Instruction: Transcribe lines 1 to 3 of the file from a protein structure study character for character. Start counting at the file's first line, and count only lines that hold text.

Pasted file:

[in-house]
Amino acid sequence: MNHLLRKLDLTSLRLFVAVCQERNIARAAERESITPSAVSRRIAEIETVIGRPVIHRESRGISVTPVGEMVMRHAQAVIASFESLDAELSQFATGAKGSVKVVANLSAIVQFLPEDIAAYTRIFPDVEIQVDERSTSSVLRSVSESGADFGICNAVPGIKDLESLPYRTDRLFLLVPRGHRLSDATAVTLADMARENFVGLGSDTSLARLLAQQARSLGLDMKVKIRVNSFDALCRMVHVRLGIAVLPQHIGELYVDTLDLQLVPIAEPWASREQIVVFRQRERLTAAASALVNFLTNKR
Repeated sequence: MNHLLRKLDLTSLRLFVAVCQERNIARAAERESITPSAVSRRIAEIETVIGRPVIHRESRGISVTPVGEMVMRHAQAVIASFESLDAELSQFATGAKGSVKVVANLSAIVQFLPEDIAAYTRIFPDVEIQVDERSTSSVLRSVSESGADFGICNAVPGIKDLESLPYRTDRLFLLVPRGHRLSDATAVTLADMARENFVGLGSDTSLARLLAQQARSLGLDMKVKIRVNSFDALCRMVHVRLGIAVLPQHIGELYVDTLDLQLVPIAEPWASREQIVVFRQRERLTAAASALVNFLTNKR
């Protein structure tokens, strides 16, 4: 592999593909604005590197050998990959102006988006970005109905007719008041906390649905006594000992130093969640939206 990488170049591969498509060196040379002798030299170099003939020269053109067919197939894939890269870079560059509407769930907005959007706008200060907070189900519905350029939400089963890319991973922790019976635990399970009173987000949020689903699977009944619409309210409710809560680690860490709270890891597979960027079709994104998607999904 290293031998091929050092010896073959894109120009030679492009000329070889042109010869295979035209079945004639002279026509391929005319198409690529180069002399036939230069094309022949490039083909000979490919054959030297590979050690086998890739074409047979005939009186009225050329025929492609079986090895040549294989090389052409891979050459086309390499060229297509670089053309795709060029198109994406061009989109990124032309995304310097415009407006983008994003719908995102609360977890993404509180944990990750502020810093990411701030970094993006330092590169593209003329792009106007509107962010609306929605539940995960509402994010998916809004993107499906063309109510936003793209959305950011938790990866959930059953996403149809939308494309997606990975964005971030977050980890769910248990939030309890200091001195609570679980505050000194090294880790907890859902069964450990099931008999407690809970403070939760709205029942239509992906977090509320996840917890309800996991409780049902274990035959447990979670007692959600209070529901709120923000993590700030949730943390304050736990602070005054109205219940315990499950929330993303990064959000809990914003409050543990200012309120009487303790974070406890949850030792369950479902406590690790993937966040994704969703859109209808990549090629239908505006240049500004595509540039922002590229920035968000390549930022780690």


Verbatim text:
[in-house]
Amino acid sequence: MNHLLRKLDLTSLRLFVAVCQERNIARAAERESITPSAVSRRIAEIETVIGRPVIHRESRGISVTPVGEMVMRHAQAVIASFESLDAELSQFATGAKGSVKVVANLSAIVQFLPEDIAAYTRIFPDVEIQVDERSTSSVLRSVSESGADFGICNAVPGIKDLESLPYRTDRLFLLVPRGHRLSDATAVTLADMARENFVGLGSDTSLARLLAQQARSLGLDMKVKIRVNSFDALCRMVHVRLGIAVLPQHIGELYVDTLDLQLVPIAEPWASREQIVVFRQRERLTAAASALVNFLTNKR
Repeated sequence: MNHLLRKLDLTSLRLFVAVCQERNIARAAERESITPSAVSRRIAEIETVIGRPVIHRESRGISVTPVGEMVMRHAQAVIASFESLDAELSQFATGAKGSVKVVANLSAIVQFLPEDIAAYTRIFPDVEIQVDERSTSSVLRSVSESGADFGICNAVPGIKDLESLPYRTDRLFLLVPRGHRLSDATAVTLADMARENFVGLGSDTSLARLLAQQARSLGLDMKVKIRVNSFDALCRMVHVRLGIAVLPQHIGELYVDTLDLQLVPIAEPWASREQIVVFRQRERLTAAASALVNFLTNKR